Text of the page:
Clashes between demonstrators and police continued in Turkey for a third day Sunday, although the streets of the country’s capital city Ankara and its largest city Istanbul were quieter than they were on the previous two days of anti-government protests, according to Reuters.
Turkey’s Interior Ministry noted Saturday that authorities have arrested 939 people at more than 90 demonstrations across the country that had their origin in a government plan to turn green space in Istanbul’s Taksim Square into commercial/residential space, according to BBC News. The unrest has since widened into a show of dissatisfaction with Prime Minister Recep Tayyip Erdogan and his Islamist-rooted Justice and Development Party.
Riot police have fired pepper spray, tear gas and water cannon at protesters, and dozens of injuries have been reported. The harsh police strategy and tactics have been criticized by the European Union, the U.S. and human-rights groups. “The use of violence by police on this scale appears designed to deny the right to peaceful protest altogether and to discourage others from taking part,” said John Dalhuisen, the director of the Europe and Central Asia program at Amnesty International.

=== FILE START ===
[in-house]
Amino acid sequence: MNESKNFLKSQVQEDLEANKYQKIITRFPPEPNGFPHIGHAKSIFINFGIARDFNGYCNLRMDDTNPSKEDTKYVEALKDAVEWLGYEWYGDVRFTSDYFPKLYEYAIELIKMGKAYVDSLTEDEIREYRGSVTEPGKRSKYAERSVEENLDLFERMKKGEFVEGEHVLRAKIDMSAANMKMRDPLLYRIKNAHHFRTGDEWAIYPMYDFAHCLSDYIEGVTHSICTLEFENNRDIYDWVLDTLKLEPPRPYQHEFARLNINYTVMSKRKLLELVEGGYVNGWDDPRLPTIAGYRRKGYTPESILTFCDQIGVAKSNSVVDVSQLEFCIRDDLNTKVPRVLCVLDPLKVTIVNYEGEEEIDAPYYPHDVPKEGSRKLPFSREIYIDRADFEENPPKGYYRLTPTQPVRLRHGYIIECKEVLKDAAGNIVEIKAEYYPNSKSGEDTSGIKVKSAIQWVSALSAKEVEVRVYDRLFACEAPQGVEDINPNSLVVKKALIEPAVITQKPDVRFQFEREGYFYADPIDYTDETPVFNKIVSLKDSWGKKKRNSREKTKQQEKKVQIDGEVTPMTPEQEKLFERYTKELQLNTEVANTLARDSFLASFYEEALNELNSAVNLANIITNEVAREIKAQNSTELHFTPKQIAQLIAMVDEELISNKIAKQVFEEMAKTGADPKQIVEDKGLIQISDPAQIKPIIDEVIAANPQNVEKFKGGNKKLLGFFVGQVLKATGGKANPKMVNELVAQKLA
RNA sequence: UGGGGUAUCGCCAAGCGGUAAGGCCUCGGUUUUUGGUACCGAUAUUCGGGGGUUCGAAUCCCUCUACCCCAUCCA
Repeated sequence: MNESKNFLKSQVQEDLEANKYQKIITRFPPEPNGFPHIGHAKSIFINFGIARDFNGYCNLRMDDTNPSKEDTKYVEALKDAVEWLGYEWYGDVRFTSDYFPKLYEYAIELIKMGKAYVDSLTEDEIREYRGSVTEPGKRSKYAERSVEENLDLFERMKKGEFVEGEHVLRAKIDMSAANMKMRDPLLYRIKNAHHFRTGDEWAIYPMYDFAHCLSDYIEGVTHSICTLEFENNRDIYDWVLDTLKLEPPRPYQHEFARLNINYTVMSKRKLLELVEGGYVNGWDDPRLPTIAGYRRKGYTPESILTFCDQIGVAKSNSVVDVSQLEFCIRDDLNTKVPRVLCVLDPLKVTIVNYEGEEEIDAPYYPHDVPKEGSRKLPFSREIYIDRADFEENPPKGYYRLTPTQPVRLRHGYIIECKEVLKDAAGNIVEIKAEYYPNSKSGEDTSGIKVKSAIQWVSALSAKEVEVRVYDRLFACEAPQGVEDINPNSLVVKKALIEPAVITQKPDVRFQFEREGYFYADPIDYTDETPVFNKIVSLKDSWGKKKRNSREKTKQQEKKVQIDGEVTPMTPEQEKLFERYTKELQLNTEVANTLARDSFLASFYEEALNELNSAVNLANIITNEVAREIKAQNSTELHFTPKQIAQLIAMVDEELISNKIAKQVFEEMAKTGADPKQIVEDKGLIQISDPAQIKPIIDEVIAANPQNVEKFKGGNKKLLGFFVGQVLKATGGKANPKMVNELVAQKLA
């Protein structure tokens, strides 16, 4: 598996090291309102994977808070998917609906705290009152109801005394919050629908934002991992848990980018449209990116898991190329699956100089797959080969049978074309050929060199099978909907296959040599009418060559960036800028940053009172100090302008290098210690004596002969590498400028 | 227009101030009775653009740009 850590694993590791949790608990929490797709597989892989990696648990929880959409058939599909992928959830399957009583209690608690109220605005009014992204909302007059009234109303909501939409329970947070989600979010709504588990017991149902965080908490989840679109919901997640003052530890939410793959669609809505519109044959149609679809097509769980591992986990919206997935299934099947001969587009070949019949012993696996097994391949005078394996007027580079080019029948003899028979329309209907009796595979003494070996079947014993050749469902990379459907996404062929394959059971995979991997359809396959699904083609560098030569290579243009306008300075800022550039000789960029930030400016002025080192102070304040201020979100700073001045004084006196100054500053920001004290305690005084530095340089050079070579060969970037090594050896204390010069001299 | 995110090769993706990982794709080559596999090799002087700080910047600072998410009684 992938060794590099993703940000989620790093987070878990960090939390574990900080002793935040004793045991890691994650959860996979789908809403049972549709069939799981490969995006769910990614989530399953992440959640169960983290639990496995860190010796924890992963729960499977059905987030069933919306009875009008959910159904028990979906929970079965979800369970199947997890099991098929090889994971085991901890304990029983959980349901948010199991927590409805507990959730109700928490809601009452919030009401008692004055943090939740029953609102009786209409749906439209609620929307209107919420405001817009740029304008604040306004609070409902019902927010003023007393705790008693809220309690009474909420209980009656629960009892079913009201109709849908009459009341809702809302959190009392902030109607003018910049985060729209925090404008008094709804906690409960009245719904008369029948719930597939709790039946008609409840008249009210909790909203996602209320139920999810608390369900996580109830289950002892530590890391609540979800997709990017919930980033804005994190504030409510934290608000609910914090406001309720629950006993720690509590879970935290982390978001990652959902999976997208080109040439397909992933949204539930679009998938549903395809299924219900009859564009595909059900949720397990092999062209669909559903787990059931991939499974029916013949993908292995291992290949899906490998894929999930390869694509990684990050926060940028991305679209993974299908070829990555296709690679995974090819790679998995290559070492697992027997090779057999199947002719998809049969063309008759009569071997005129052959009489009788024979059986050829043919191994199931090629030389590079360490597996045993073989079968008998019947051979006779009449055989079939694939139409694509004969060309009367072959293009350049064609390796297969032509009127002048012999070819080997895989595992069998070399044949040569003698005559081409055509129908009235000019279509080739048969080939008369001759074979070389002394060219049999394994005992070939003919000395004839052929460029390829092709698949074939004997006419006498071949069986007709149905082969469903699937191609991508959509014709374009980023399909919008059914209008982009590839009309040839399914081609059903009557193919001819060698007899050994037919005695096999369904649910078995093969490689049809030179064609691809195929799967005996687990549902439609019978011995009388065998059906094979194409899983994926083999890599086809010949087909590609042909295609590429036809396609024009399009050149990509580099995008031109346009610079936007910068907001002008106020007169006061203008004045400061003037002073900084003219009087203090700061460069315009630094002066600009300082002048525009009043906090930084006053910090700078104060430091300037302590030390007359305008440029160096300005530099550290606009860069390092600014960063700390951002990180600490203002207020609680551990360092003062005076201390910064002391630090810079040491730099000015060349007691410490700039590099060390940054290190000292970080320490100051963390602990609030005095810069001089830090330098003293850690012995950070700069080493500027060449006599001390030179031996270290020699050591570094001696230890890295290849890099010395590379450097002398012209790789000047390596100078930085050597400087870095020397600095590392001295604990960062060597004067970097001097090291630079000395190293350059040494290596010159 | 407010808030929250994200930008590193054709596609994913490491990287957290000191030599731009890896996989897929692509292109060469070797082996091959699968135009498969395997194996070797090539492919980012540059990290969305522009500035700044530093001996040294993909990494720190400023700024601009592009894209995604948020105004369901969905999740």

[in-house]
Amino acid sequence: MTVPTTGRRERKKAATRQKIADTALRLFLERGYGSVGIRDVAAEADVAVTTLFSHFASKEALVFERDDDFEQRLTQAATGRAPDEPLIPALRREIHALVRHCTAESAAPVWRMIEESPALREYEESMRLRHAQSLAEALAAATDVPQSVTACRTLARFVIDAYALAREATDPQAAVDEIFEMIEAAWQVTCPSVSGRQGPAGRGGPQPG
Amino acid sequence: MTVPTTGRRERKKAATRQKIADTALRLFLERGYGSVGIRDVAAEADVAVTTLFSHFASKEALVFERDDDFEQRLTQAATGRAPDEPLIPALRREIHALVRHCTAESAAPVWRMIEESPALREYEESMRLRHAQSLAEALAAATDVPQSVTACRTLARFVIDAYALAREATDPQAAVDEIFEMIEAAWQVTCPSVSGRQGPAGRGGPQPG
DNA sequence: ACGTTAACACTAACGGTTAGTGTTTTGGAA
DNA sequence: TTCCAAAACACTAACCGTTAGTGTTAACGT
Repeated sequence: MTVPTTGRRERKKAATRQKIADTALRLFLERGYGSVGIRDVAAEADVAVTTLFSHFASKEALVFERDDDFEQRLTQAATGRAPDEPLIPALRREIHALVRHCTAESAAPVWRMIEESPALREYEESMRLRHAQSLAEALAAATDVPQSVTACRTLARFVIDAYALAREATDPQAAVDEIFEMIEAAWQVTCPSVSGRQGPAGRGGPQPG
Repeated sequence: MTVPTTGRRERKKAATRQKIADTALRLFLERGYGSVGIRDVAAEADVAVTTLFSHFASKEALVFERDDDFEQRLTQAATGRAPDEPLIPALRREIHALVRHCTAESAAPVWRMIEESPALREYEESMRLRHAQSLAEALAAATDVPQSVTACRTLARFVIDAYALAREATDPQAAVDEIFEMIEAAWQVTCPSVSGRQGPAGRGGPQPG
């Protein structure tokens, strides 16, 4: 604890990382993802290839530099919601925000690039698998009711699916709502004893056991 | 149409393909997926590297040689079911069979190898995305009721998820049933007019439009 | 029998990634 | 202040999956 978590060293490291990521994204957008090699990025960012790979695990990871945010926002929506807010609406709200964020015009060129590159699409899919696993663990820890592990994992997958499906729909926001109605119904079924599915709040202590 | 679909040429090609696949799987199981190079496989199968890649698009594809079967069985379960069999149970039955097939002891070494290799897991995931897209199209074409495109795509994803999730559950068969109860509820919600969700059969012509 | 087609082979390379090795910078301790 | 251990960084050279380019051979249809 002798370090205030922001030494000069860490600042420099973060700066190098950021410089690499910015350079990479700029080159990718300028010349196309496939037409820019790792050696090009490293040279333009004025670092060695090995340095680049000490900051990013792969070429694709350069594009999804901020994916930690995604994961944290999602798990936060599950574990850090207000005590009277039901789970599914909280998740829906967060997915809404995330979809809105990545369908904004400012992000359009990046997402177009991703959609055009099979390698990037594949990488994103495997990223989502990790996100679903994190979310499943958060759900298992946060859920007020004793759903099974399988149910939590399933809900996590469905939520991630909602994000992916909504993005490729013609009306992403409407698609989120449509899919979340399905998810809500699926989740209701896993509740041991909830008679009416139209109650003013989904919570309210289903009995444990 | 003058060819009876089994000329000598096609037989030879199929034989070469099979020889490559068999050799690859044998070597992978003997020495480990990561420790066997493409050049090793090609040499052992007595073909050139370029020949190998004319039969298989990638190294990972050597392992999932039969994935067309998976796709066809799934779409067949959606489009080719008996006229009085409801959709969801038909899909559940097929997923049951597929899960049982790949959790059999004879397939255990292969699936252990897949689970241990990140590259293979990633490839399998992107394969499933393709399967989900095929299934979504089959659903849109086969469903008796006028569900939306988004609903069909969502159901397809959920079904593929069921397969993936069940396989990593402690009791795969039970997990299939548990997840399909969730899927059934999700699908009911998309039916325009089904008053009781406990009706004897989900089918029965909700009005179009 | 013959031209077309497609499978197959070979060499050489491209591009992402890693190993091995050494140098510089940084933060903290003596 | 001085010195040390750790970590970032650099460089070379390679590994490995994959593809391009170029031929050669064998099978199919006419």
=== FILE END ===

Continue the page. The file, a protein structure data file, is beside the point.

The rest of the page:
Erdogan called for an immediate end to the demonstrations, while saying his government will investigate claims the police have used excessive force, Reuters said.
Adopting a combative stance in a televised address Saturday, the prime minister said of his political opponents: “If this is about holding meetings, if this is a social movement, where they gather 20, I will get up and gather 200,000 people. Where they gather 100,000, I will bring together one million from my party.” He also warned the primary opposition Republican People’s Party against exacerbating tensions during the current protests.
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